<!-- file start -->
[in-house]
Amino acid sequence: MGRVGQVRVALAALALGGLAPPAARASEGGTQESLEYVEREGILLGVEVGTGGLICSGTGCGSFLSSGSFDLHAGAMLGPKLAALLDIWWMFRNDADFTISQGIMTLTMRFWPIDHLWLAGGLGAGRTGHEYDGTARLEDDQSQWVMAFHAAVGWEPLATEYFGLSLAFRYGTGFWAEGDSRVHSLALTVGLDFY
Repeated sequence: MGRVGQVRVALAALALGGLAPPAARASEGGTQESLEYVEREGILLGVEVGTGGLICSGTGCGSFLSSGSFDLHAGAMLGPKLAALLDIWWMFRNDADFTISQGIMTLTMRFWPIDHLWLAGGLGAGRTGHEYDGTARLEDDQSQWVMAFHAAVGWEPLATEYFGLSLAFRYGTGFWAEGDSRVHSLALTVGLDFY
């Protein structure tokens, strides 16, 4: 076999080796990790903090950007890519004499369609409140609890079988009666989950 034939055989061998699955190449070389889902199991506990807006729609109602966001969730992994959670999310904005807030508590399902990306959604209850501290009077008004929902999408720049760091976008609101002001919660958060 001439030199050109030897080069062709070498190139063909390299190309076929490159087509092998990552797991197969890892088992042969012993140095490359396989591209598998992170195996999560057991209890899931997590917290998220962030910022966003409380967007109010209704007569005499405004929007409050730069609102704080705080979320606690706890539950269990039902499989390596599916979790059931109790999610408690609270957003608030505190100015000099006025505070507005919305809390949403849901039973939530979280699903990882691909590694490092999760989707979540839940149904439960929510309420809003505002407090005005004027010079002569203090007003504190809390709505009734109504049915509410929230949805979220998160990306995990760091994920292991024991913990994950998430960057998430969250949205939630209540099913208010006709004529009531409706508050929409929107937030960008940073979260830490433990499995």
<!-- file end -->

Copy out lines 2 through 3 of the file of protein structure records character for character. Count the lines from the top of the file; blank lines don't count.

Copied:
Amino acid sequence: MGRVGQVRVALAALALGGLAPPAARASEGGTQESLEYVEREGILLGVEVGTGGLICSGTGCGSFLSSGSFDLHAGAMLGPKLAALLDIWWMFRNDADFTISQGIMTLTMRFWPIDHLWLAGGLGAGRTGHEYDGTARLEDDQSQWVMAFHAAVGWEPLATEYFGLSLAFRYGTGFWAEGDSRVHSLALTVGLDFY
Repeated sequence: MGRVGQVRVALAALALGGLAPPAARASEGGTQESLEYVEREGILLGVEVGTGGLICSGTGCGSFLSSGSFDLHAGAMLGPKLAALLDIWWMFRNDADFTISQGIMTLTMRFWPIDHLWLAGGLGAGRTGHEYDGTARLEDDQSQWVMAFHAAVGWEPLATEYFGLSLAFRYGTGFWAEGDSRVHSLALTVGLDFY